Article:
The second day included orienteering, mountain biking, team games and bushwalking. Students learnt many skills and developed an appreciation for the wonderful natural environment that the Flinders ranges has. Our camp co-ordinators, Bianca, Aaron and Ashleigh, were impressed with the students and their efforts at giving everything a go and showing a curiosity about the world around them. On the last morning we enjoyed a walk around Alligator Gorge, with its wonderful rock formations and scenery, before heading back to school. It was a great experience for all involved, and I’d particularly like to thank the staff who organised and helped out on camp, Miss Stewart, Mr Dunn, Miss Fiebiger, Brad and Mel, for their outstanding efforts at looking after and supporting the students on camp.
This week we were very pleased to welcome Andrew Chinn to OLOR for workshops with students and concert on Wednesday afternoon. Andrew had been booked many times over the last few years, but COVID regulations got in the way of him being able to join us, so it was great that he was finally able to make it. I’m sure those family members who joined us would agree that the concert was fantastic, especially for only one day of organisation and practice. Andrew’s songs share the joy that can be found if we look through a faith-based lens at life and those around us.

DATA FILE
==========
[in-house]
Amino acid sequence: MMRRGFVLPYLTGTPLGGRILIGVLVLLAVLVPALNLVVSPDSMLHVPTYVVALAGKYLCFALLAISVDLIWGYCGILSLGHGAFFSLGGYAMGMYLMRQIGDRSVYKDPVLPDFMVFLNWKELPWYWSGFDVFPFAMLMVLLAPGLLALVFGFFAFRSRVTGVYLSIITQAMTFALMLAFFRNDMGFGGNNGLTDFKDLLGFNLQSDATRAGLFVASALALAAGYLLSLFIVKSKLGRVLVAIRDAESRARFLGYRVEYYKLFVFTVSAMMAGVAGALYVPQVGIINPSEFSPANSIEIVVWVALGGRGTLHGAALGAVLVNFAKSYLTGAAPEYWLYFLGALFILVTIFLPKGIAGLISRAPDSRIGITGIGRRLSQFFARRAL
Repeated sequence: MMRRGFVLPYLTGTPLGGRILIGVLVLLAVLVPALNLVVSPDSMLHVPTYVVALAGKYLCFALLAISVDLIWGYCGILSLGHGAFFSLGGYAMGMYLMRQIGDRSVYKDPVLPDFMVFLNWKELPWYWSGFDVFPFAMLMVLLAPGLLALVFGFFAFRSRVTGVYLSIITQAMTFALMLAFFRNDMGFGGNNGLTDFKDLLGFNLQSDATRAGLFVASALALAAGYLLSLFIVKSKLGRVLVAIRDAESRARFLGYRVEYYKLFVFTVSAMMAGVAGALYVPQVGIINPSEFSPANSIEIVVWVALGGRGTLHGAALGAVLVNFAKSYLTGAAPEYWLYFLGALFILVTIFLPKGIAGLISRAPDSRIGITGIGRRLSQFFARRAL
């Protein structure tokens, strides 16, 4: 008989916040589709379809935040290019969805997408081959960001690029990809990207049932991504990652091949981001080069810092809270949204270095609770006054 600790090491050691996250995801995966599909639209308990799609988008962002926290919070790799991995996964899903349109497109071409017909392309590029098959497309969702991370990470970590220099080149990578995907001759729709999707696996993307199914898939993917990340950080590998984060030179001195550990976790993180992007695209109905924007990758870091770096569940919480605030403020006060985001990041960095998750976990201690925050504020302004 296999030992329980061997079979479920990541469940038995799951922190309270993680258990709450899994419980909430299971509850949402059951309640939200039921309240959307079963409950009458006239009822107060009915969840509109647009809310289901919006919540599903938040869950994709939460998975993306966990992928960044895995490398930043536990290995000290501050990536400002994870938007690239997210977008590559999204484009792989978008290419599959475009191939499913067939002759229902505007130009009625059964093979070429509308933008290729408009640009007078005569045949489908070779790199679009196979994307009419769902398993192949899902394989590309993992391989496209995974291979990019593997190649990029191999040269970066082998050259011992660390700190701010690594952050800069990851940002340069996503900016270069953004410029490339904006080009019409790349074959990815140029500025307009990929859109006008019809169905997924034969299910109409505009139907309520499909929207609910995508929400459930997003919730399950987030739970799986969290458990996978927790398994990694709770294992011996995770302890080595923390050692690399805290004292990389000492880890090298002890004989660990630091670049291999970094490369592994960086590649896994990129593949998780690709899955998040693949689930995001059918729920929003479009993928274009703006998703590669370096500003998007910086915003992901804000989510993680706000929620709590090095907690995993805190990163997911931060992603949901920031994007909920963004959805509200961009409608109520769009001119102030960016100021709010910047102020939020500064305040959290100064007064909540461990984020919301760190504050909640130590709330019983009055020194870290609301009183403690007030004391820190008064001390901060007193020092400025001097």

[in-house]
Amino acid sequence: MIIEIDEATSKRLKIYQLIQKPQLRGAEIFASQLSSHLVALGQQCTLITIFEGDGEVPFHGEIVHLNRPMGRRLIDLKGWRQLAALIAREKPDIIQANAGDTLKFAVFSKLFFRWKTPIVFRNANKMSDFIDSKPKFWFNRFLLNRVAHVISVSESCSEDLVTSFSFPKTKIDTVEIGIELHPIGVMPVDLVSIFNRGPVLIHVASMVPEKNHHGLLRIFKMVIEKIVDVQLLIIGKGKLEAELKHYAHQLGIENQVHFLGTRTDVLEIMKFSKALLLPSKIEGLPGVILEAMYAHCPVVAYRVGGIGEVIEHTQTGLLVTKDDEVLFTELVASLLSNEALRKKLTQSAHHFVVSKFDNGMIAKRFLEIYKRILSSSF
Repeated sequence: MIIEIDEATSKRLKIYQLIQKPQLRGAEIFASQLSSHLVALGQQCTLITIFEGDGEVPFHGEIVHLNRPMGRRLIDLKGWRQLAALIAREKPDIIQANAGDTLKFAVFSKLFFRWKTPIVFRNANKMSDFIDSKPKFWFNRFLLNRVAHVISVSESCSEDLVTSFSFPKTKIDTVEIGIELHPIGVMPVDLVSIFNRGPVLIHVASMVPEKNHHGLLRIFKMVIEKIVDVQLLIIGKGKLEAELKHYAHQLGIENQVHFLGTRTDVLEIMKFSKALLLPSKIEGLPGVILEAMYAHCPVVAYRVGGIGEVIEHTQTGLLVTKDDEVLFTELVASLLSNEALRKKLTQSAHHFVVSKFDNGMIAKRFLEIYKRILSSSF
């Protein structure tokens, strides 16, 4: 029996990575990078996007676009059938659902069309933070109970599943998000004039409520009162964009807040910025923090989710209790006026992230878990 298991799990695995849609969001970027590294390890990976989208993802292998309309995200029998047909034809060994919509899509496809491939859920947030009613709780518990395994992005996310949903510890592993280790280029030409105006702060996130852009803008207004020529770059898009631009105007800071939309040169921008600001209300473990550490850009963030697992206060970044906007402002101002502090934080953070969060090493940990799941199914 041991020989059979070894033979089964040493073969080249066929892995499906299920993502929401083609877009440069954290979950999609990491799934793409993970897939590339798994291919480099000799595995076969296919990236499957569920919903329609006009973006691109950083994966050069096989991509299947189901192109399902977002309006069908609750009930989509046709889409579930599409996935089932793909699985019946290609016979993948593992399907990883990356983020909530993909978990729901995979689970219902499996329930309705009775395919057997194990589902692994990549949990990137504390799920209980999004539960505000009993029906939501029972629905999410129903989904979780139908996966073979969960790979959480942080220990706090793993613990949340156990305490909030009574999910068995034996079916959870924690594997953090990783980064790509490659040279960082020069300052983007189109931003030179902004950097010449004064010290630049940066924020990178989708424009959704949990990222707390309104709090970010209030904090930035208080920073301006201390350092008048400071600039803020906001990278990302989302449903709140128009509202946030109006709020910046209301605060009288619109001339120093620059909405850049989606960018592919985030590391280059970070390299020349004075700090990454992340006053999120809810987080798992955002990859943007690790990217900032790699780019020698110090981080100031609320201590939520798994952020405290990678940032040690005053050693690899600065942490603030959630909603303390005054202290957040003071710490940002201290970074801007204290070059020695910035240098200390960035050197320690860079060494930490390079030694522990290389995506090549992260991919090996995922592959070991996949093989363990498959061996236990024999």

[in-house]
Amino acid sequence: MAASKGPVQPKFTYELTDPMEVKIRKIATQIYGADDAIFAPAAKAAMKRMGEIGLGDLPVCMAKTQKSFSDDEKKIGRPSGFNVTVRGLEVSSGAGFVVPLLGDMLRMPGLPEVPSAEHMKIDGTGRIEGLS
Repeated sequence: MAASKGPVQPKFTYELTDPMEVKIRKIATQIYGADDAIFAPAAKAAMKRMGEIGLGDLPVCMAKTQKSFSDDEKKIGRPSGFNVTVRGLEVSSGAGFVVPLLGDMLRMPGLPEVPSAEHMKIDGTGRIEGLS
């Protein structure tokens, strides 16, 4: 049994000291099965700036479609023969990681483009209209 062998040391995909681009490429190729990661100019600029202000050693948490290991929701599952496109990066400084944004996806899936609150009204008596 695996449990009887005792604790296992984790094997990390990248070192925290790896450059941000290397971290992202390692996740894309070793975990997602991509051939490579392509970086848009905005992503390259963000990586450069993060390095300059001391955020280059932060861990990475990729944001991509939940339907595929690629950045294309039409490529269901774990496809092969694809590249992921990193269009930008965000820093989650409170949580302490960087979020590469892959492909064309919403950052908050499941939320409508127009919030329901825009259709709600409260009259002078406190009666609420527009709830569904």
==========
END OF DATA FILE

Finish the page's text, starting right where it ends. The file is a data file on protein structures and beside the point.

At OLOR we are always looking for opportunities to broaden and develop the whole person that our students can be. Giving them opportunities that teach them about the world at large, as well as learning to read and write, are going to help them become the leaders of tomorrow and the caretakers of the world in which we all live.
Mr Michael Slagter
This week, the year 2/3 class presented their second assembly of the year. During our assembly, we got to share some footage of our year 3 camp to Monarto Zoo and presented those students who attended with awards and a photograph from their very first camp. We also shared our information report writing on our favourite animals and got to showcase our incredible diorama’s made, based on the habitat of each of our animals. Finally, we also shared some of our learning around the lifecycle of a plant and our assessment plant pots too! We had a wonderful assembly!